In some other embodiments, the complexing agent used to bond to the active may rely on weak bonding forces, such as Van der Waals forces or hydrogen bonding, to form a complexate with an initial active. Such complexing agents may include caged molecules, such as cyclodextrins. Cyclodextrins generally are cyclic oligosaccharides composed of alpha-D-glucopyranose units. Common cyclodextrins include alpha-, beta- and gamma-cyclodextrins, which contain 6, 7 and 8 glucose units, respectively. Cyclodextrins have a toroidal shape with a generally hydrophobic interior cavity and a generally hydrophilic exterior, which imparts water-solubility to the molecule. This characteristic allows cyclodextrins to form inclusion complexes, i.e., host-guest complexes, with hydrophobic molecules to increase the water-solubility thereof. More specifically, guest molecules interact with the interior cavity of the cyclodextrin to become entrapped and form a stable association therewith. Due to the hydrophilic exterior of the cyclodextrin, the inclusion complex is water-soluble, thereby increasing the release of poorly soluble drugs complexed therewith.
Examples of such complexing agents include, but are not limited to, alpha-cyclodextrin, beta-cyclodextrin, gamma-cyclodextrin and derivatives of cyclodextrins, such as hydroxyalkylated cyclodextrins. Examples of drugs that can be combined with this type of complexing agent are many and are determined by the fit of the drug within the complexing agent, e.g., cyclodextrin. For example, anthracyclines form good complexes with gamma-cyclodextrin. Complexes of other cyclodextrins are described in U.S. Pat. No. 4,727,064, which is incorporated herein by reference in its entirety.
In some embodiments described herein, the complexing agent may be a zeolite. Zeolites are minerals having a micro-porous structure. Zeolites include naturally occurring minerals and synthetic compounds, which generally are characterized by an alumino-silicate framework with an open structure that can accommodate cations, such as Na.sup.+, K.sup.+, Ca2+, Sr2+ and Ba2+. The cations reside in cavities in the crystal structure and can be readily exchanged for others in a solution. Zeolites can be of various different types, such as P-type and X-type, and with numerous counterions, such as sodium and calcium. Additionally, zeolites can be used in combination with ammonium salts, such as hexadecyltrimethyl ammonium bromide. An example of this is a complex of chloroquin with a P-type zeolite with a sodium counterion and in the presence of dodecyltrimethylammonium bromide.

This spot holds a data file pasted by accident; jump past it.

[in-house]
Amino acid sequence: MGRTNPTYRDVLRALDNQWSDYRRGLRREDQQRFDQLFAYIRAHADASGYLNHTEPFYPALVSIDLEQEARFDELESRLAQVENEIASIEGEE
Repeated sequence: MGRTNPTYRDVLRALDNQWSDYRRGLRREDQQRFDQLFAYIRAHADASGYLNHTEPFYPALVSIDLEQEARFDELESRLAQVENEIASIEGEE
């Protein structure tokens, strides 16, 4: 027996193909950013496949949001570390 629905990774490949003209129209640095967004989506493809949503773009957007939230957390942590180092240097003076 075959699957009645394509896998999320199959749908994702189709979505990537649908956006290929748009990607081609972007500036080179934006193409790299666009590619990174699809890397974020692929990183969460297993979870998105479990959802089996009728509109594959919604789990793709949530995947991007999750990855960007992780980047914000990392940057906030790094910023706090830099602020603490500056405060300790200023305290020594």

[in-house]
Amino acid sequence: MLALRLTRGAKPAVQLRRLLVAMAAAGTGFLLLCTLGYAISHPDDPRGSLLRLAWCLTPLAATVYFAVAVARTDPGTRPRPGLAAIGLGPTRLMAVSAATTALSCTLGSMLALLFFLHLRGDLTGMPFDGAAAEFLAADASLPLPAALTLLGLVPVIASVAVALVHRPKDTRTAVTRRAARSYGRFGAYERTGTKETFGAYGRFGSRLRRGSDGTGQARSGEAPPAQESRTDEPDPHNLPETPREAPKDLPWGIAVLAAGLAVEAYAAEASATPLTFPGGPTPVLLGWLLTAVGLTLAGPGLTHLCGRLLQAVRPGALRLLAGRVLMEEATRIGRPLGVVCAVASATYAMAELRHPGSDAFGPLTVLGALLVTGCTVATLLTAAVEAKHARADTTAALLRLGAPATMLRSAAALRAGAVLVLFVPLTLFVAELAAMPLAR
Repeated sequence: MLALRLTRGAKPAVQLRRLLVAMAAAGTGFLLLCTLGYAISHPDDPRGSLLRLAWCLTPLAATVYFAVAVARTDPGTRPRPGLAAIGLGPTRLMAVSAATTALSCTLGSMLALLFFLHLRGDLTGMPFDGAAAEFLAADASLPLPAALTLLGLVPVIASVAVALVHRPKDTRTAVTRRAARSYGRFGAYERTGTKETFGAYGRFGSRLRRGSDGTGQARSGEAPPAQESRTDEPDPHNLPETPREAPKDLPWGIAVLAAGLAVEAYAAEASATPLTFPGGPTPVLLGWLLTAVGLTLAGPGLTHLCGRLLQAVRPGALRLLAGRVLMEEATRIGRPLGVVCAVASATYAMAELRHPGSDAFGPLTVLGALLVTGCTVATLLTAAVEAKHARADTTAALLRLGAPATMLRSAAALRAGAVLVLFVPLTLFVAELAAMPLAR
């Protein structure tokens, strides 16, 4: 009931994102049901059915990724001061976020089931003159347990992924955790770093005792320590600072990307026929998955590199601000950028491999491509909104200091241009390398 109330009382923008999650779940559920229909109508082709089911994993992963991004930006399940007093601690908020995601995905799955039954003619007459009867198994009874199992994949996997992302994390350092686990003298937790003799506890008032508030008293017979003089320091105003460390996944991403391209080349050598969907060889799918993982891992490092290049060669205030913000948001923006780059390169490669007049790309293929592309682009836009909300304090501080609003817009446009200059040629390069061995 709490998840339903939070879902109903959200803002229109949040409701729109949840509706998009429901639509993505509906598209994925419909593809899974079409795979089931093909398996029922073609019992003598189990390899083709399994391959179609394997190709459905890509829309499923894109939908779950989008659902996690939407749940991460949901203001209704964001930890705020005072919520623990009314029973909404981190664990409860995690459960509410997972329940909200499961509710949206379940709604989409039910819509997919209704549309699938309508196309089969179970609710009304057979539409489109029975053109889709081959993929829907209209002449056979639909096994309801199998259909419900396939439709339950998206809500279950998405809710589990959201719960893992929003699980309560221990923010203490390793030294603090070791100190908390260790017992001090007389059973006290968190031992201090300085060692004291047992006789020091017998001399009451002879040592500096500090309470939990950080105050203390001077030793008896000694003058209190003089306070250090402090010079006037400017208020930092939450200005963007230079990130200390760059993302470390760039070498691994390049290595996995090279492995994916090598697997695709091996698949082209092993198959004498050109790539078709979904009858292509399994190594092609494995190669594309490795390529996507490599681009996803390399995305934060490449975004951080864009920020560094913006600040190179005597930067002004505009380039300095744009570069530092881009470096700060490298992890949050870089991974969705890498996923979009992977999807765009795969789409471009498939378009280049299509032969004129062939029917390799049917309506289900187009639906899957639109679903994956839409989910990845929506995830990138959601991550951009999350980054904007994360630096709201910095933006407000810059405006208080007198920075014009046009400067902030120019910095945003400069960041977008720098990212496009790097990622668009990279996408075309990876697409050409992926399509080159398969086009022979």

In some embodiments, the complexing agent may rely on any type of molecular entanglement, as such entanglement is understood in quantum theory. Any materials that are bound in any way are by definition "entangled" in quantum theory.
In such embodiments, the molecular chains of a complexing agent, such as a polymer, are sufficiently entangled to trap or bind the active, thereby forming the complexate. In instances when the molecular weight is excessive, the ability of the thus formed complexate to release the active may be hampered or too slow for practical purposes. Thus, the upper limit for molecular weight of the complexing agent is that which still provides efficacy for its intended use. The upper limits of molecular weight will of course depend on the polymer chosen, as well as the active, since the behavior of the complexate is dependent to a large degree on its formative components.
Once the active component(s) is bound to the complexing agent, such as an ion exchange resin, the complexed active may then be coated with an ingestible coating to form coated active(s). The coating is desirably a polymeric coating, and most desirably is a polymeric coating that is water-insoluble at a neutral pH. The coating preferably is capable of breaking down in an acidic pH environment, such as the gastric region of the body. The coating should be capable of sustaining its composition while in the oral cavity of the user, in the presence of the approximately neutral pH of the saliva of the user. Once ingested, the coated active will be in the presence of gastric acid, where the coating is capable of breaking down to release the bound active component or components.
The taste-masking coating may therefore prevent or at least minimize the release of the drug from the coating both during the manufacturing process of the oral thin film, as well as when the film is administered in the oral cavity of the consumer. As explained above, the film may be present in the oral cavity for an extended period of time, such as at least thirty seconds or even one minute or longer, during which the coated active is released from the film. The coating is preferably strong enough to prevent release of the active while the coated active is in the oral cavity, thereby minimizing potential for a foul taste perception to the user.